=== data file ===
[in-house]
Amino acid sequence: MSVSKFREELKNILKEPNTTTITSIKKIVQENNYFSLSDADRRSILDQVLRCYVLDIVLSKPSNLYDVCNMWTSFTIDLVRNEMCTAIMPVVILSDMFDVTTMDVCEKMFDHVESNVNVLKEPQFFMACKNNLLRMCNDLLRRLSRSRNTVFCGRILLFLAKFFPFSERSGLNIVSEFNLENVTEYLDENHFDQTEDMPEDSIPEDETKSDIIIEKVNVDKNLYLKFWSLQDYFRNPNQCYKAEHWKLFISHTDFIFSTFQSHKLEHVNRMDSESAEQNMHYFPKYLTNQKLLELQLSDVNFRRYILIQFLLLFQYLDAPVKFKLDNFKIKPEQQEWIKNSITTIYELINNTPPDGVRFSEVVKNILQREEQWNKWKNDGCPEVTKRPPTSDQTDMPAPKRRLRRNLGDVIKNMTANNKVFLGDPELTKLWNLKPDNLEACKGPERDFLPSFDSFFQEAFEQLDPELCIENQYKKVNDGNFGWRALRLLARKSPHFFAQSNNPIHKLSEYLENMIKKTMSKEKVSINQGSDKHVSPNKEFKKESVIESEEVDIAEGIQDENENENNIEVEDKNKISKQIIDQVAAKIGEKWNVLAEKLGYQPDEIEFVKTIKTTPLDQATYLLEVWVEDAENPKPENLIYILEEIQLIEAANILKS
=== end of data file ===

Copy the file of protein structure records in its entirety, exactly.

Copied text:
[in-house]
Amino acid sequence: MSVSKFREELKNILKEPNTTTITSIKKIVQENNYFSLSDADRRSILDQVLRCYVLDIVLSKPSNLYDVCNMWTSFTIDLVRNEMCTAIMPVVILSDMFDVTTMDVCEKMFDHVESNVNVLKEPQFFMACKNNLLRMCNDLLRRLSRSRNTVFCGRILLFLAKFFPFSERSGLNIVSEFNLENVTEYLDENHFDQTEDMPEDSIPEDETKSDIIIEKVNVDKNLYLKFWSLQDYFRNPNQCYKAEHWKLFISHTDFIFSTFQSHKLEHVNRMDSESAEQNMHYFPKYLTNQKLLELQLSDVNFRRYILIQFLLLFQYLDAPVKFKLDNFKIKPEQQEWIKNSITTIYELINNTPPDGVRFSEVVKNILQREEQWNKWKNDGCPEVTKRPPTSDQTDMPAPKRRLRRNLGDVIKNMTANNKVFLGDPELTKLWNLKPDNLEACKGPERDFLPSFDSFFQEAFEQLDPELCIENQYKKVNDGNFGWRALRLLARKSPHFFAQSNNPIHKLSEYLENMIKKTMSKEKVSINQGSDKHVSPNKEFKKESVIESEEVDIAEGIQDENENENNIEVEDKNKISKQIIDQVAAKIGEKWNVLAEKLGYQPDEIEFVKTIKTTPLDQATYLLEVWVEDAENPKPENLIYILEEIQLIEAANILKS